God, Man and Morals

Just a couple of chapters more and I’ll be through with Francis Schaeffer’s Trilogy. I’m now in chapter 2 of the 3rd Book in the Trilogy, He is There and He is Not Silent, where Schaeffer describes man’s dilemma: man is noble and he is also cruel. How do you account for both his nobility and cruelty? But before we can answer that we have to reckon with the fact that man is finite and personal; that’s a given. But how did he begin, i.e., how did he come to exist? Well, one answer is he is the product of time plus chance plus energy plus matter, in other words, he had an impersonal beginning. But an impersonal beginning spells the death of morality. As Schaeffer explains:

If we accept the impersonal beginning, finally we will come to the place where man’s finiteness and his cruelty become the same thing… With an impersonal beginning, morals really do not exist as morals. If one starts with an impersonal beginning, the answer to morals eventually turns out to be the assertion that there are no morals… With an impersonal beginning, everything is finally equal in the area of morals.

I think what Schaeffer is saying is that without a personal Creator-God to give us existence we have no foundation for morality, there is no absolute standard by which we can distinguish right from wrong. Right cannot be better than wrong if both are simply the products of impersonal chance. Schaeffer goes on to say:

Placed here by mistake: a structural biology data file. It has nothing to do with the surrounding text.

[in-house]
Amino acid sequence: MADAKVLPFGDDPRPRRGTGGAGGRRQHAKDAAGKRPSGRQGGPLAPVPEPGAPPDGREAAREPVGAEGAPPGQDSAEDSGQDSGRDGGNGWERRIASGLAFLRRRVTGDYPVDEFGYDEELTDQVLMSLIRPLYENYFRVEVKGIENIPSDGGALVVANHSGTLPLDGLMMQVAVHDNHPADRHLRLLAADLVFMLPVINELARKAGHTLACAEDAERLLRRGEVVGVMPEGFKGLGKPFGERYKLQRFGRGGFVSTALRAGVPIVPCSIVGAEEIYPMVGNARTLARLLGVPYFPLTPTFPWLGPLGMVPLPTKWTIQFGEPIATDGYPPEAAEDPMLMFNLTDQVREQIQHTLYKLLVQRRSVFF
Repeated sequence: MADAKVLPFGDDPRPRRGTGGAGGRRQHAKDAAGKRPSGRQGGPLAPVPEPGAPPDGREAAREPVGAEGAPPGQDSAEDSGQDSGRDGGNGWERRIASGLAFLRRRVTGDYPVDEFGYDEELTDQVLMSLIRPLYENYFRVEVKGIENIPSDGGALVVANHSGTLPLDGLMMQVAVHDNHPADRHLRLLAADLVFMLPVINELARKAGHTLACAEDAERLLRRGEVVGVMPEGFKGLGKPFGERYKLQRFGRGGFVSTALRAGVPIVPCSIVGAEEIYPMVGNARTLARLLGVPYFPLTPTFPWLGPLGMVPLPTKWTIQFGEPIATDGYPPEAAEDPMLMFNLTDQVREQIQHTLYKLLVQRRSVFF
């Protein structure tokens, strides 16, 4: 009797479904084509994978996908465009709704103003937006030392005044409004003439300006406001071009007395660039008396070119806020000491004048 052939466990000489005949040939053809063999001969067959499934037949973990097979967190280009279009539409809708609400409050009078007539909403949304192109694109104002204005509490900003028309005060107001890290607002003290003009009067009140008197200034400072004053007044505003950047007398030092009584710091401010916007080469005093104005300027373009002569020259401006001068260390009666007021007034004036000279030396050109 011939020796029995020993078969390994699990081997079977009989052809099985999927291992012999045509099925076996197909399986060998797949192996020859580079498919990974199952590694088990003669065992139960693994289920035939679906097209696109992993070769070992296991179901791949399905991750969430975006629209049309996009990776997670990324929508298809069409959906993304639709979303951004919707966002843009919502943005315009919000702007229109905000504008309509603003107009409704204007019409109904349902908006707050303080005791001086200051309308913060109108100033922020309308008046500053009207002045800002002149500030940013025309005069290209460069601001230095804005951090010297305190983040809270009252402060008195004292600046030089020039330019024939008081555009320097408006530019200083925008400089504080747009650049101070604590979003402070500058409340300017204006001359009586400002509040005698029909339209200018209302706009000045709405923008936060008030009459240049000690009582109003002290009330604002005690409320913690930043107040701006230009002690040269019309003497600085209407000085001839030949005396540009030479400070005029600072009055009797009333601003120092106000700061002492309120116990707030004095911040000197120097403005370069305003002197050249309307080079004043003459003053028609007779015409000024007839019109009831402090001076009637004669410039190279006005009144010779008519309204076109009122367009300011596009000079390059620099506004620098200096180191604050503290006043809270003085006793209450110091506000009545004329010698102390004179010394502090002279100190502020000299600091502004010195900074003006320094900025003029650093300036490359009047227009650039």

So we find man cast up with a feeling of moral motions which in reality leads only to a complete cosmic alienation, because if you begin with the impersonal, in the universe as it is, there is no place for morals as morals. There is no standard in the universe which gives final meaning to such words as right and wrong. If you begin with the impersonal, the universe is totally silent concerning any such words.

I am reminded by something Dostoevsky put into the mouth of one of his characters in his novel The Brothers Karamazov (I’m quoting from memory): “Without God everything is permissible.”

Lost But Not Nothing

I drank a cup of strong coffee tonight and thus could not sleep. It’s midnight yet I’m in no way drowsy, so I picked up my copy of the Francis A. Schaeffer Trilogy. As I read the following passage made quite an impression on me that I simply had to post it here:

The Bible teaches that though man is hopelessly lost, he is not nothing. Man is lost because he is separated from God, his true reference point, by true moral guilt. But he will never be nothing. Therein lies the horror of his lostness. For man to be lost, in all his uniqueness and wonder, is tragic

(Inter-Varsity Press, 1990 ed., p. 268)

I guess if truth were to be told, all of us, at one time or another, have sensed the fact of our lostness without God, but we have come up with many ways to dull the pain. The thought that there is a God to whom we are accountable is too frightening and burdensome. Think of all the fun we would miss if God is really out there! Could it be that the denial of God’s existence is not really the result of an objective view of the pertinent evidence but simply the offshoot of the realization that God’s existence is a threat to man’s cherished freedom to sin with impunity?